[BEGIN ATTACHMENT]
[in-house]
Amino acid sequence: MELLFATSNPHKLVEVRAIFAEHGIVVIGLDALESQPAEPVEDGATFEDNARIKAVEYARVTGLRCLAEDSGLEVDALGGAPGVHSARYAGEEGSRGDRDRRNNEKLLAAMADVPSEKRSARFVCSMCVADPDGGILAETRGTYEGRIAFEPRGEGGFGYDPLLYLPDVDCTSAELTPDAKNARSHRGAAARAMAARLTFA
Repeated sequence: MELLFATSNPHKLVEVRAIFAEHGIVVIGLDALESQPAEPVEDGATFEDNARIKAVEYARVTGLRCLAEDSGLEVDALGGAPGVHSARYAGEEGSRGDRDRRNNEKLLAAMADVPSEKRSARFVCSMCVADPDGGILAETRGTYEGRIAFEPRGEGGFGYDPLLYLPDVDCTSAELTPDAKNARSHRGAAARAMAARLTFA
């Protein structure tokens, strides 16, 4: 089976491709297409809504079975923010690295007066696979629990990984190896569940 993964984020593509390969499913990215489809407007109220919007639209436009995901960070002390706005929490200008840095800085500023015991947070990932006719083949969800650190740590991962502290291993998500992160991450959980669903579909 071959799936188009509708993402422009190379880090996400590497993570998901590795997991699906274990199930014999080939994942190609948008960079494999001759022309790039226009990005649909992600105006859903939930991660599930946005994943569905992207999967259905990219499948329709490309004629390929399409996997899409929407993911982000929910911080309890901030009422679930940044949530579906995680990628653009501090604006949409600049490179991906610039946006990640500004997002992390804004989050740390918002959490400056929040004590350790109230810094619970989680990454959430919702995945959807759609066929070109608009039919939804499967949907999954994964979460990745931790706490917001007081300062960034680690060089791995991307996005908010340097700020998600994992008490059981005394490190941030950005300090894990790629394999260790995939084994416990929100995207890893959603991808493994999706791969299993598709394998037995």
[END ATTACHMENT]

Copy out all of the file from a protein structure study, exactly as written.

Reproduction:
[in-house]
Amino acid sequence: MELLFATSNPHKLVEVRAIFAEHGIVVIGLDALESQPAEPVEDGATFEDNARIKAVEYARVTGLRCLAEDSGLEVDALGGAPGVHSARYAGEEGSRGDRDRRNNEKLLAAMADVPSEKRSARFVCSMCVADPDGGILAETRGTYEGRIAFEPRGEGGFGYDPLLYLPDVDCTSAELTPDAKNARSHRGAAARAMAARLTFA
Repeated sequence: MELLFATSNPHKLVEVRAIFAEHGIVVIGLDALESQPAEPVEDGATFEDNARIKAVEYARVTGLRCLAEDSGLEVDALGGAPGVHSARYAGEEGSRGDRDRRNNEKLLAAMADVPSEKRSARFVCSMCVADPDGGILAETRGTYEGRIAFEPRGEGGFGYDPLLYLPDVDCTSAELTPDAKNARSHRGAAARAMAARLTFA
């Protein structure tokens, strides 16, 4: 089976491709297409809504079975923010690295007066696979629990990984190896569940 993964984020593509390969499913990215489809407007109220919007639209436009995901960070002390706005929490200008840095800085500023015991947070990932006719083949969800650190740590991962502290291993998500992160991450959980669903579909 071959799936188009509708993402422009190379880090996400590497993570998901590795997991699906274990199930014999080939994942190609948008960079494999001759022309790039226009990005649909992600105006859903939930991660599930946005994943569905992207999967259905990219499948329709490309004629390929399409996997899409929407993911982000929910911080309890901030009422679930940044949530579906995680990628653009501090604006949409600049490179991906610039946006990640500004997002992390804004989050740390918002959490400056929040004590350790109230810094619970989680990454959430919702995945959807759609066929070109608009039919939804499967949907999954994964979460990745931790706490917001007081300062960034680690060089791995991307996005908010340097700020998600994992008490059981005394490190941030950005300090894990790629394999260790995939084994416990929100995207890893959603991808493994999706791969299993598709394998037995």